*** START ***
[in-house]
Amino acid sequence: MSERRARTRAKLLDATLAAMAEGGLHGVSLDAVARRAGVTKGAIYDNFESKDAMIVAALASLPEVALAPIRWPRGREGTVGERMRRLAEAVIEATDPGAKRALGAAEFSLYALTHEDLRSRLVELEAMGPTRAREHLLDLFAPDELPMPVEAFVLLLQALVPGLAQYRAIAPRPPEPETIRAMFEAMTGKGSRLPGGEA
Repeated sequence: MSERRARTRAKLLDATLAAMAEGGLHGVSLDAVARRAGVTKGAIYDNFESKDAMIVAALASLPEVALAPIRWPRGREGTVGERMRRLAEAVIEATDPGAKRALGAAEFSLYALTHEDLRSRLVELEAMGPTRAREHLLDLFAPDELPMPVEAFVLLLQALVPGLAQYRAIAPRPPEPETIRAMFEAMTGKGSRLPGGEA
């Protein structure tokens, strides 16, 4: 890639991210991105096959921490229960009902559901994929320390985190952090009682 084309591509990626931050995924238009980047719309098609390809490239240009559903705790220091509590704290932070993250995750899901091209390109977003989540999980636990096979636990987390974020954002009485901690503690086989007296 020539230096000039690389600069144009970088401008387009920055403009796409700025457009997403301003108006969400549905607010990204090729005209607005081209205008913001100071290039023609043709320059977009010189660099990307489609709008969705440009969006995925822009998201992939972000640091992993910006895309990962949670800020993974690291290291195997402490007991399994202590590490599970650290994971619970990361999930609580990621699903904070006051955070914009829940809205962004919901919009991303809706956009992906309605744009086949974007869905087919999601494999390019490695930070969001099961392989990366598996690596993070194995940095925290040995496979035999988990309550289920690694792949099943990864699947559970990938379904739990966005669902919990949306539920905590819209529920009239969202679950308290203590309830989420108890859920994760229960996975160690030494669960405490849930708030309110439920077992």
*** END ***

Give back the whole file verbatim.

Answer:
[in-house]
Amino acid sequence: MSERRARTRAKLLDATLAAMAEGGLHGVSLDAVARRAGVTKGAIYDNFESKDAMIVAALASLPEVALAPIRWPRGREGTVGERMRRLAEAVIEATDPGAKRALGAAEFSLYALTHEDLRSRLVELEAMGPTRAREHLLDLFAPDELPMPVEAFVLLLQALVPGLAQYRAIAPRPPEPETIRAMFEAMTGKGSRLPGGEA
Repeated sequence: MSERRARTRAKLLDATLAAMAEGGLHGVSLDAVARRAGVTKGAIYDNFESKDAMIVAALASLPEVALAPIRWPRGREGTVGERMRRLAEAVIEATDPGAKRALGAAEFSLYALTHEDLRSRLVELEAMGPTRAREHLLDLFAPDELPMPVEAFVLLLQALVPGLAQYRAIAPRPPEPETIRAMFEAMTGKGSRLPGGEA
């Protein structure tokens, strides 16, 4: 890639991210991105096959921490229960009902559901994929320390985190952090009682 084309591509990626931050995924238009980047719309098609390809490239240009559903705790220091509590704290932070993250995750899901091209390109977003989540999980636990096979636990987390974020954002009485901690503690086989007296 020539230096000039690389600069144009970088401008387009920055403009796409700025457009997403301003108006969400549905607010990204090729005209607005081209205008913001100071290039023609043709320059977009010189660099990307489609709008969705440009969006995925822009998201992939972000640091992993910006895309990962949670800020993974690291290291195997402490007991399994202590590490599970650290994971619970990361999930609580990621699903904070006051955070914009829940809205962004919901919009991303809706956009992906309605744009086949974007869905087919999601494999390019490695930070969001099961392989990366598996690596993070194995940095925290040995496979035999988990309550289920690694792949099943990864699947559970990938379904739990966005669902919990949306539920905590819209529920009239969202679950308290203590309830989420108890859920994760229960996975160690030494669960405490849930708030309110439920077992």